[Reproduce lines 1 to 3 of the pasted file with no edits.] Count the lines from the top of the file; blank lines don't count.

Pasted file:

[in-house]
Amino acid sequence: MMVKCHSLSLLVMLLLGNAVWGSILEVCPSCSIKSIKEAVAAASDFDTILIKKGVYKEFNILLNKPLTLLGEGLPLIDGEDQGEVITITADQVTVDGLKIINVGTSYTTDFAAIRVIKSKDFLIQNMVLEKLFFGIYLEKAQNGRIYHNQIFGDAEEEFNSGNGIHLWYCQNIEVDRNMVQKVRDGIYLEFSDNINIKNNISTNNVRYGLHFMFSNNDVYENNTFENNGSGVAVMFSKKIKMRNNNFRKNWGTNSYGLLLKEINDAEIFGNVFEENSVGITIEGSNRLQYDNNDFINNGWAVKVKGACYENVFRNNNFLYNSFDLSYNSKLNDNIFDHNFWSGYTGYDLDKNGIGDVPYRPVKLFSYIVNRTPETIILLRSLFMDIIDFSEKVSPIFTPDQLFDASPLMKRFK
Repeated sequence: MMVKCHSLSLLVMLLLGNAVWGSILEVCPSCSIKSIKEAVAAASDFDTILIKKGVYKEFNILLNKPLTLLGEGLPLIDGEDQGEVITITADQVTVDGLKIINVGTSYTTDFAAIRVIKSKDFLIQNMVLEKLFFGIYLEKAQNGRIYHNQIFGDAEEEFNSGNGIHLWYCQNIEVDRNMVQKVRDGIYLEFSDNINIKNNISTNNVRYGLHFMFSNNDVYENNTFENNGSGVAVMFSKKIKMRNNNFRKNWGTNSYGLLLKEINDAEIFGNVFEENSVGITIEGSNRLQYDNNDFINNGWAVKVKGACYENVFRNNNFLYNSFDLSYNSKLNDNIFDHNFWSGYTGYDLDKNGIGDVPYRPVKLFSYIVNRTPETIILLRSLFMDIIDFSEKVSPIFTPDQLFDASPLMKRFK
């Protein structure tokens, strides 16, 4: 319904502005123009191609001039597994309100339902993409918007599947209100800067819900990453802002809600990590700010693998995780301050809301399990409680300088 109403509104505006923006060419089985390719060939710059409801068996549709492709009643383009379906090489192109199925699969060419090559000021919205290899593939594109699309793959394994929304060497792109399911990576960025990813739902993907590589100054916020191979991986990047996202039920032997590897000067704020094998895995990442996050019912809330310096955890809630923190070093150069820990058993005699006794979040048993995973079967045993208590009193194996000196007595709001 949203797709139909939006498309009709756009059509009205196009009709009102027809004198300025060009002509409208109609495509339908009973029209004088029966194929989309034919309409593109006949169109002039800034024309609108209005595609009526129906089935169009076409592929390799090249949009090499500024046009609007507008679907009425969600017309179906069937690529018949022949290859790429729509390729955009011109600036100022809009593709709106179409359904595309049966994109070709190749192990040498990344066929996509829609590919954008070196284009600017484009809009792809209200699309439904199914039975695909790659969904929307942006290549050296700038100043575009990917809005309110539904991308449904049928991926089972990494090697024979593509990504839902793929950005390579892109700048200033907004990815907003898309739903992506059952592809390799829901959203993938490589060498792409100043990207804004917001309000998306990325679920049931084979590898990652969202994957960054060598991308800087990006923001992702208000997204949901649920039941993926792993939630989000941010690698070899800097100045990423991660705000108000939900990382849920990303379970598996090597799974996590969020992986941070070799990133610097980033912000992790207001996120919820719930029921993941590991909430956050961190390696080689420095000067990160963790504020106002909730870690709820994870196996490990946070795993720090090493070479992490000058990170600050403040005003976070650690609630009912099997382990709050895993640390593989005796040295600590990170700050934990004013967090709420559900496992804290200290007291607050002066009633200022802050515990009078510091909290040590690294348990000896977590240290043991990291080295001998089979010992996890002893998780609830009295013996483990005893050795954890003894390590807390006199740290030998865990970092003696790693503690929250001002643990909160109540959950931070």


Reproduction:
[in-house]
Amino acid sequence: MMVKCHSLSLLVMLLLGNAVWGSILEVCPSCSIKSIKEAVAAASDFDTILIKKGVYKEFNILLNKPLTLLGEGLPLIDGEDQGEVITITADQVTVDGLKIINVGTSYTTDFAAIRVIKSKDFLIQNMVLEKLFFGIYLEKAQNGRIYHNQIFGDAEEEFNSGNGIHLWYCQNIEVDRNMVQKVRDGIYLEFSDNINIKNNISTNNVRYGLHFMFSNNDVYENNTFENNGSGVAVMFSKKIKMRNNNFRKNWGTNSYGLLLKEINDAEIFGNVFEENSVGITIEGSNRLQYDNNDFINNGWAVKVKGACYENVFRNNNFLYNSFDLSYNSKLNDNIFDHNFWSGYTGYDLDKNGIGDVPYRPVKLFSYIVNRTPETIILLRSLFMDIIDFSEKVSPIFTPDQLFDASPLMKRFK
Repeated sequence: MMVKCHSLSLLVMLLLGNAVWGSILEVCPSCSIKSIKEAVAAASDFDTILIKKGVYKEFNILLNKPLTLLGEGLPLIDGEDQGEVITITADQVTVDGLKIINVGTSYTTDFAAIRVIKSKDFLIQNMVLEKLFFGIYLEKAQNGRIYHNQIFGDAEEEFNSGNGIHLWYCQNIEVDRNMVQKVRDGIYLEFSDNINIKNNISTNNVRYGLHFMFSNNDVYENNTFENNGSGVAVMFSKKIKMRNNNFRKNWGTNSYGLLLKEINDAEIFGNVFEENSVGITIEGSNRLQYDNNDFINNGWAVKVKGACYENVFRNNNFLYNSFDLSYNSKLNDNIFDHNFWSGYTGYDLDKNGIGDVPYRPVKLFSYIVNRTPETIILLRSLFMDIIDFSEKVSPIFTPDQLFDASPLMKRFK